Ingrid D. Rowland at the NYRB:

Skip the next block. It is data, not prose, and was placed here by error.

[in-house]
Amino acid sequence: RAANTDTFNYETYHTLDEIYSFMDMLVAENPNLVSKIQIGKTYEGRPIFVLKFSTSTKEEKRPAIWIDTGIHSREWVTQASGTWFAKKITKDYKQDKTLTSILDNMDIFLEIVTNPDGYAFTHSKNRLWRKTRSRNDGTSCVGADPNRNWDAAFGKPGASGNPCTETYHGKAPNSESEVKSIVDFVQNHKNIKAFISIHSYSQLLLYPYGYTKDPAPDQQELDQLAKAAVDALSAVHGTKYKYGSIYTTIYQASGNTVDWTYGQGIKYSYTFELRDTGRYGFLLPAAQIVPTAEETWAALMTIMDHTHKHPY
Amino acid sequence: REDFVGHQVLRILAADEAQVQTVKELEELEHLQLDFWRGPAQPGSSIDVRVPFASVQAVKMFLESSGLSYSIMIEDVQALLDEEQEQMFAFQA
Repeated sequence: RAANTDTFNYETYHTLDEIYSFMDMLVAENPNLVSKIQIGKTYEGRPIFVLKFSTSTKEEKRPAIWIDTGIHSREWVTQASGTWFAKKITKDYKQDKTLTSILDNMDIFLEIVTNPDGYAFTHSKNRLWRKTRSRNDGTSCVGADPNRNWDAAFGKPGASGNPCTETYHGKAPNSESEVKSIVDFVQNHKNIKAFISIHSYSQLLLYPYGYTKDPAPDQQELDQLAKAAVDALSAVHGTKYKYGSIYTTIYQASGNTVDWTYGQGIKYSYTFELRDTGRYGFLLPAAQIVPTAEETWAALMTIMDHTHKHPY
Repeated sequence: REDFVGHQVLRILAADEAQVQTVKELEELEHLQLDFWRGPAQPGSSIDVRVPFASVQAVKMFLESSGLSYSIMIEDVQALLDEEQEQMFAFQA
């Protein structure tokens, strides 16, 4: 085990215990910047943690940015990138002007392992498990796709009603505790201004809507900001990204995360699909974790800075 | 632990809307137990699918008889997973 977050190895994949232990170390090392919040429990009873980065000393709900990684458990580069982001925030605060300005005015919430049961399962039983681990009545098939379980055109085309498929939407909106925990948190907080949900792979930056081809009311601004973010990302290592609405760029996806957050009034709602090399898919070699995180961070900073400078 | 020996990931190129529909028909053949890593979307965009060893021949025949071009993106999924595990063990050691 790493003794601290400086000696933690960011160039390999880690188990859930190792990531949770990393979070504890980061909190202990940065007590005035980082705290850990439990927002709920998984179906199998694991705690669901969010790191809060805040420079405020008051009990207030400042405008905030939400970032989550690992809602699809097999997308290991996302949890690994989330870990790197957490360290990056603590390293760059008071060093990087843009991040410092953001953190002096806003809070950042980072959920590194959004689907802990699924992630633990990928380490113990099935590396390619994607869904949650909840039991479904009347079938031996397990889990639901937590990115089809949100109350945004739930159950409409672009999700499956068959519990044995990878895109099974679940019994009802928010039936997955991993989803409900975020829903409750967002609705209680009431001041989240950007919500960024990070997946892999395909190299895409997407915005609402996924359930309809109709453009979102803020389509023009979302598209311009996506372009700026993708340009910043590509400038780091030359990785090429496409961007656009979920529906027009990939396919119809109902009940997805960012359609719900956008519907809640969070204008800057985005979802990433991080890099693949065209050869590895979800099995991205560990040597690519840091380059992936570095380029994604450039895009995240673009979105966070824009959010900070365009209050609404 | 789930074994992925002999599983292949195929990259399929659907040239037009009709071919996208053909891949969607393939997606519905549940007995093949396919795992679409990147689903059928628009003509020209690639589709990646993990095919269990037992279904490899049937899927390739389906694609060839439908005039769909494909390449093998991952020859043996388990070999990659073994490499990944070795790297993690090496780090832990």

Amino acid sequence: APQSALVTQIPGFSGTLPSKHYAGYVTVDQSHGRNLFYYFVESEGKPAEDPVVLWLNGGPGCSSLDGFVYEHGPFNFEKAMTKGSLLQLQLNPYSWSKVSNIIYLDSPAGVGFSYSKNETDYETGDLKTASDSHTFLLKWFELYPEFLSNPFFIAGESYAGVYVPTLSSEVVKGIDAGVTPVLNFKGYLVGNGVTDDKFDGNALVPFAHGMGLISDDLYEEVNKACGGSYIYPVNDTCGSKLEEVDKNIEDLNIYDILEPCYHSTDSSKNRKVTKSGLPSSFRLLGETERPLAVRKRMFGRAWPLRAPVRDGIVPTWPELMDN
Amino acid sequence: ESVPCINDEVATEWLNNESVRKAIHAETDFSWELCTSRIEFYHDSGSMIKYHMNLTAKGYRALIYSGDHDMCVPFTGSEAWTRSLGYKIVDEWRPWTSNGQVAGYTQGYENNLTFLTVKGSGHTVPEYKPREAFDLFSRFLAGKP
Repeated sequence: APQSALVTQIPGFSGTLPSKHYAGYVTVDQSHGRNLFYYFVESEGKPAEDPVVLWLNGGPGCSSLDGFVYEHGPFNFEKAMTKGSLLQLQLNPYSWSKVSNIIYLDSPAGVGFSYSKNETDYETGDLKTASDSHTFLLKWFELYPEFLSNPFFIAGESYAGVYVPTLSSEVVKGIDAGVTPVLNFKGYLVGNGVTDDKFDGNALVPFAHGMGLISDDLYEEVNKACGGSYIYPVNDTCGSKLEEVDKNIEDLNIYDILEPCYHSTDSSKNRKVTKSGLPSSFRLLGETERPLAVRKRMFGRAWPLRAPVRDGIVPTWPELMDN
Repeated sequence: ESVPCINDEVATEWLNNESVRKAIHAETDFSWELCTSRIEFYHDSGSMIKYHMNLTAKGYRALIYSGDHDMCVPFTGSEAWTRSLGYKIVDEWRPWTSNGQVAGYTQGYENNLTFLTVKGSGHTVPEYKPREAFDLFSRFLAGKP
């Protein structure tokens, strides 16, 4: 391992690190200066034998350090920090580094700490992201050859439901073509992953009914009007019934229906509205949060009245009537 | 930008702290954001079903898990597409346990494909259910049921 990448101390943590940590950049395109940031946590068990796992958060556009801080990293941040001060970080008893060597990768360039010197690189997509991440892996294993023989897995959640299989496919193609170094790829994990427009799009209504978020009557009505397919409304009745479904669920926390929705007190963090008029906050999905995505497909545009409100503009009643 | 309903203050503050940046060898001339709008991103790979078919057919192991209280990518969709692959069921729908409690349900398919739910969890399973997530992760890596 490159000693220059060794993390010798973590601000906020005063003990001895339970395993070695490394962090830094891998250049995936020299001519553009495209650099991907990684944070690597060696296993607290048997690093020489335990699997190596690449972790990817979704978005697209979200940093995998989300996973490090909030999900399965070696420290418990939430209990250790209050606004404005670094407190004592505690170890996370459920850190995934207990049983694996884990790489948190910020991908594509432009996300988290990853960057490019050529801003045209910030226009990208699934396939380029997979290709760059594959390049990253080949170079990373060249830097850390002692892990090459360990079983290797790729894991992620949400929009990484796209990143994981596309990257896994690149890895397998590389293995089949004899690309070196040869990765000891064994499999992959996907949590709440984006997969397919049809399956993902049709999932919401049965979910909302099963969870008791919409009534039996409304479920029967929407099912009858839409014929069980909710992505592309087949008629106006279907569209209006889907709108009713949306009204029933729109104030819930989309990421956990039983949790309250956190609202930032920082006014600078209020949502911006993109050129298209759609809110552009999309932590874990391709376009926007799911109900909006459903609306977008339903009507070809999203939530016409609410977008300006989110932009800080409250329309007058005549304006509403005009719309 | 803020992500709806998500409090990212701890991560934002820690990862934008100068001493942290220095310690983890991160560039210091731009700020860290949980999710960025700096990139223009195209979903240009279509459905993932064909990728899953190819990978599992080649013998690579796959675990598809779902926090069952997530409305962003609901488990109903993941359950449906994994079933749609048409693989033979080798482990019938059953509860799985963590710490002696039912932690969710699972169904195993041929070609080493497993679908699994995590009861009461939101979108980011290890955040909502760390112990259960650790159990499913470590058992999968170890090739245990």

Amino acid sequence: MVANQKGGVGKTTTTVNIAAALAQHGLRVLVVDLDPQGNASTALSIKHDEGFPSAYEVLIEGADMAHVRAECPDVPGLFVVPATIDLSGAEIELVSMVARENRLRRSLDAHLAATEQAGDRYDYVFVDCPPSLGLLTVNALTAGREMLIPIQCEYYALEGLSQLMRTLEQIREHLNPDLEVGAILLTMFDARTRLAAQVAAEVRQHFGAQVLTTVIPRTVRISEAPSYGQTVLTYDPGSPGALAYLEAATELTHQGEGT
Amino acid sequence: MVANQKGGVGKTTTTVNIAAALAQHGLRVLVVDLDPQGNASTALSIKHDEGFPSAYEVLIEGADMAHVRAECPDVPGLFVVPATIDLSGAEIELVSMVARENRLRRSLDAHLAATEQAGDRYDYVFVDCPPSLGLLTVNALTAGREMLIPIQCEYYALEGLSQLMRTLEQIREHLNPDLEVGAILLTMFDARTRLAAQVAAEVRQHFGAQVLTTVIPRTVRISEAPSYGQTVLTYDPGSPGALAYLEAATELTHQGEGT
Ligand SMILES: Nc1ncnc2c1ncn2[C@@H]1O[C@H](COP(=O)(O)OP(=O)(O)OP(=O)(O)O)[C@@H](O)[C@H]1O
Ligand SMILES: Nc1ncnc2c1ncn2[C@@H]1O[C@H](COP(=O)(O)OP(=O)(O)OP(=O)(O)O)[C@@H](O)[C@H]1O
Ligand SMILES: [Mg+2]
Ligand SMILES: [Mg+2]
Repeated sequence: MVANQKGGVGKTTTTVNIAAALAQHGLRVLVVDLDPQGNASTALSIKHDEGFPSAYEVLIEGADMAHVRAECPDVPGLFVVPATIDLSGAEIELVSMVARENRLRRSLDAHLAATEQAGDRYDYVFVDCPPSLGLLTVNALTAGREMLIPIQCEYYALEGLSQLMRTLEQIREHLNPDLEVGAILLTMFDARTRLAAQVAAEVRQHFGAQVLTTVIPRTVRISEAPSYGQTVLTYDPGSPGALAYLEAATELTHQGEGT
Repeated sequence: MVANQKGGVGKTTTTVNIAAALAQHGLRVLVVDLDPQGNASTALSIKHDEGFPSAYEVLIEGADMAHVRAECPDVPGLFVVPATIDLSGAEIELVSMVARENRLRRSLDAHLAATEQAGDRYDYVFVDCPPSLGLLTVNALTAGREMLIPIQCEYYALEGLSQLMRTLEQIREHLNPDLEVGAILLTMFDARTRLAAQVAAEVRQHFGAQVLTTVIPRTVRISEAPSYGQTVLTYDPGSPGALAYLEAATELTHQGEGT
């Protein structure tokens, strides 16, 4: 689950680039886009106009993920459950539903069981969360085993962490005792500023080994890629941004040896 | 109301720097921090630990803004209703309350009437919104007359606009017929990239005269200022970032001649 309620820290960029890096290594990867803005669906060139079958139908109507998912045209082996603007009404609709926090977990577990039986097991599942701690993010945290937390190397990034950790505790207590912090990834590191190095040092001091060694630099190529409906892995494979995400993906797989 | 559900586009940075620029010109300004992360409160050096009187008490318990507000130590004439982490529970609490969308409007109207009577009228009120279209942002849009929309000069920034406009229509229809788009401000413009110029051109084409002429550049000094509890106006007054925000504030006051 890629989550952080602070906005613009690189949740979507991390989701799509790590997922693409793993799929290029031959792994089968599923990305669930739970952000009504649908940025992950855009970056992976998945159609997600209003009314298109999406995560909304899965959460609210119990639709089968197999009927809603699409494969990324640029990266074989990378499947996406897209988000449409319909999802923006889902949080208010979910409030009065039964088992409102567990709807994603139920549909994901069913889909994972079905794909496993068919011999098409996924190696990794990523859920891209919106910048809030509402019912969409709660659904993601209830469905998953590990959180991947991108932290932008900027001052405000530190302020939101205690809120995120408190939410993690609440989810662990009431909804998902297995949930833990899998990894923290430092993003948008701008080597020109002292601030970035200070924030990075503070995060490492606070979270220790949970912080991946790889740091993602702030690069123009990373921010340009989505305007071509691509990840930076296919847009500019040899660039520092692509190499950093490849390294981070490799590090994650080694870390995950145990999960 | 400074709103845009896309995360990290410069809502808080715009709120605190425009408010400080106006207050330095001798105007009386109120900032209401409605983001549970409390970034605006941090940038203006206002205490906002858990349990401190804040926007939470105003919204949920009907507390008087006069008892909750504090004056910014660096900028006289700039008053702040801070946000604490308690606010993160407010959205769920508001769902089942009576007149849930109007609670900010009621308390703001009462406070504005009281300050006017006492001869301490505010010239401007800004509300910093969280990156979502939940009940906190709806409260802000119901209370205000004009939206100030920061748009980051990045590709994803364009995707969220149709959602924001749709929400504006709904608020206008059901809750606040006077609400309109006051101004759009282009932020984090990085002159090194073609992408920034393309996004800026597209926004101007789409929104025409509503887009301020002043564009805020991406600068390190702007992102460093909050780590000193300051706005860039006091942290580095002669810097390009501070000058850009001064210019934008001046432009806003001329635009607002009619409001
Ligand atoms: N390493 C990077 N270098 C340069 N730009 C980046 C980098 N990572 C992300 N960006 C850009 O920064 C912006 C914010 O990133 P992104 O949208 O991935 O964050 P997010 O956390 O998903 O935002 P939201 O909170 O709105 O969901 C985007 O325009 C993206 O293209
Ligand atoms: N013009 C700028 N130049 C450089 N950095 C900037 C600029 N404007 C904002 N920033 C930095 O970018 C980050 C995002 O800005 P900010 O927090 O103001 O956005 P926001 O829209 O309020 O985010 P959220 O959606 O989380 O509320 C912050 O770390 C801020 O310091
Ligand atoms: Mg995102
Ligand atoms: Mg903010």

There are several reasons why Antonello is not as well known today as artists like Leonardo, Michelangelo, or Caravaggio, though he is undoubtedly their equal. First of all, a frustratingly small sample of his work still exists, for his beautiful city, founded by Greeks in Homer’s time (circa 730 BCE), sits on one of the Mediterranean’s major fault lines and has paid the price for that precarious location many times over. Since Caravaggio’s visit in 1608, Messina has been leveled by two catastrophic earthquakes, one in 1783 and another in 1908, when thirty seconds of seismic shaking toppled more than nine tenths of the city’s buildings. Ten minutes later, a forty-foot tsunami crashed down on the devastated port, while a pelting rain continued off and on for miserable weeks, complicating rescue efforts and destroying many of the books, documents, and works of art that had survived the quake, the wave, and the aftershocks (almost three hundred of them).